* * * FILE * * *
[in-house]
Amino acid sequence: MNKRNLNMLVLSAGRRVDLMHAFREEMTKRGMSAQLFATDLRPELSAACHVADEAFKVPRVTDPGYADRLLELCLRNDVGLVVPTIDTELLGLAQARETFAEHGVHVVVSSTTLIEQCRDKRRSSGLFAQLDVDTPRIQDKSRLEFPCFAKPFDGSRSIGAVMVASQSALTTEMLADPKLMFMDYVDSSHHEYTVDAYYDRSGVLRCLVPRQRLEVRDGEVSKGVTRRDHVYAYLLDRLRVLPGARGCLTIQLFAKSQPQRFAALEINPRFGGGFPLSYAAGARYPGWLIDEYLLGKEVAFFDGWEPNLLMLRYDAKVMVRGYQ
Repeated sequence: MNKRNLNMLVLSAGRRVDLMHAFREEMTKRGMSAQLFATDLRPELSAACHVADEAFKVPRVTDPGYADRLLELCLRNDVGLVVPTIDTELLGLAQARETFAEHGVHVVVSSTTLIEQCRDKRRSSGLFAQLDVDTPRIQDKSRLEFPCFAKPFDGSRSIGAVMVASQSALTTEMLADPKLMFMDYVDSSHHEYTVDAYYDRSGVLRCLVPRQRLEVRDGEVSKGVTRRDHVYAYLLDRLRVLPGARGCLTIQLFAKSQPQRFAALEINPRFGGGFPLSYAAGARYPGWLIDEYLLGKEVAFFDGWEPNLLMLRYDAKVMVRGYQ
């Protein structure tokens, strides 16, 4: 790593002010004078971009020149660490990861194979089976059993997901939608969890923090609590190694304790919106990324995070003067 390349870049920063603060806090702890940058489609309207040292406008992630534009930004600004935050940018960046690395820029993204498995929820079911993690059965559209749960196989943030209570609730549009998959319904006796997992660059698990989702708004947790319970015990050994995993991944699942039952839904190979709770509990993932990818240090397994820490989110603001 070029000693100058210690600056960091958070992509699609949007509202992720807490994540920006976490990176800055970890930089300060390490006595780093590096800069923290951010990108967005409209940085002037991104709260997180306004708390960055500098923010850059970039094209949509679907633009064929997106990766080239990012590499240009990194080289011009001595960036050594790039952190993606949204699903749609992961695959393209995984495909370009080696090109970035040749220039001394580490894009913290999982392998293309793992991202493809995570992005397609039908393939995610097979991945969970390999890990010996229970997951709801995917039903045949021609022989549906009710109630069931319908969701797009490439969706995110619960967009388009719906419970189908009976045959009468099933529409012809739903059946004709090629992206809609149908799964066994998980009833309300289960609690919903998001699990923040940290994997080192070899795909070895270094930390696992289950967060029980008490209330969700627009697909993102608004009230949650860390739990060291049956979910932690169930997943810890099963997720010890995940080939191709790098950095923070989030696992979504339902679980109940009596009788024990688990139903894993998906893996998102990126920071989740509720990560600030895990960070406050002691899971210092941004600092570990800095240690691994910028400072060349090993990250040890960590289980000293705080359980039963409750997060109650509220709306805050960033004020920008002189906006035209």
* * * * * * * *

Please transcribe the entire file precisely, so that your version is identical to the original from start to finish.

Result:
[in-house]
Amino acid sequence: MNKRNLNMLVLSAGRRVDLMHAFREEMTKRGMSAQLFATDLRPELSAACHVADEAFKVPRVTDPGYADRLLELCLRNDVGLVVPTIDTELLGLAQARETFAEHGVHVVVSSTTLIEQCRDKRRSSGLFAQLDVDTPRIQDKSRLEFPCFAKPFDGSRSIGAVMVASQSALTTEMLADPKLMFMDYVDSSHHEYTVDAYYDRSGVLRCLVPRQRLEVRDGEVSKGVTRRDHVYAYLLDRLRVLPGARGCLTIQLFAKSQPQRFAALEINPRFGGGFPLSYAAGARYPGWLIDEYLLGKEVAFFDGWEPNLLMLRYDAKVMVRGYQ
Repeated sequence: MNKRNLNMLVLSAGRRVDLMHAFREEMTKRGMSAQLFATDLRPELSAACHVADEAFKVPRVTDPGYADRLLELCLRNDVGLVVPTIDTELLGLAQARETFAEHGVHVVVSSTTLIEQCRDKRRSSGLFAQLDVDTPRIQDKSRLEFPCFAKPFDGSRSIGAVMVASQSALTTEMLADPKLMFMDYVDSSHHEYTVDAYYDRSGVLRCLVPRQRLEVRDGEVSKGVTRRDHVYAYLLDRLRVLPGARGCLTIQLFAKSQPQRFAALEINPRFGGGFPLSYAAGARYPGWLIDEYLLGKEVAFFDGWEPNLLMLRYDAKVMVRGYQ
């Protein structure tokens, strides 16, 4: 790593002010004078971009020149660490990861194979089976059993997901939608969890923090609590190694304790919106990324995070003067 390349870049920063603060806090702890940058489609309207040292406008992630534009930004600004935050940018960046690395820029993204498995929820079911993690059965559209749960196989943030209570609730549009998959319904006796997992660059698990989702708004947790319970015990050994995993991944699942039952839904190979709770509990993932990818240090397994820490989110603001 070029000693100058210690600056960091958070992509699609949007509202992720807490994540920006976490990176800055970890930089300060390490006595780093590096800069923290951010990108967005409209940085002037991104709260997180306004708390960055500098923010850059970039094209949509679907633009064929997106990766080239990012590499240009990194080289011009001595960036050594790039952190993606949204699903749609992961695959393209995984495909370009080696090109970035040749220039001394580490894009913290999982392998293309793992991202493809995570992005397609039908393939995610097979991945969970390999890990010996229970997951709801995917039903045949021609022989549906009710109630069931319908969701797009490439969706995110619960967009388009719906419970189908009976045959009468099933529409012809739903059946004709090629992206809609149908799964066994998980009833309300289960609690919903998001699990923040940290994997080192070899795909070895270094930390696992289950967060029980008490209330969700627009697909993102608004009230949650860390739990060291049956979910932690169930997943810890099963997720010890995940080939191709790098950095923070989030696992979504339902679980109940009596009788024990688990139903894993998906893996998102990126920071989740509720990560600030895990960070406050002691899971210092941004600092570990800095240690691994910028400072060349090993990250040890960590289980000293705080359980039963409750997060109650509220709306805050960033004020920008002189906006035209």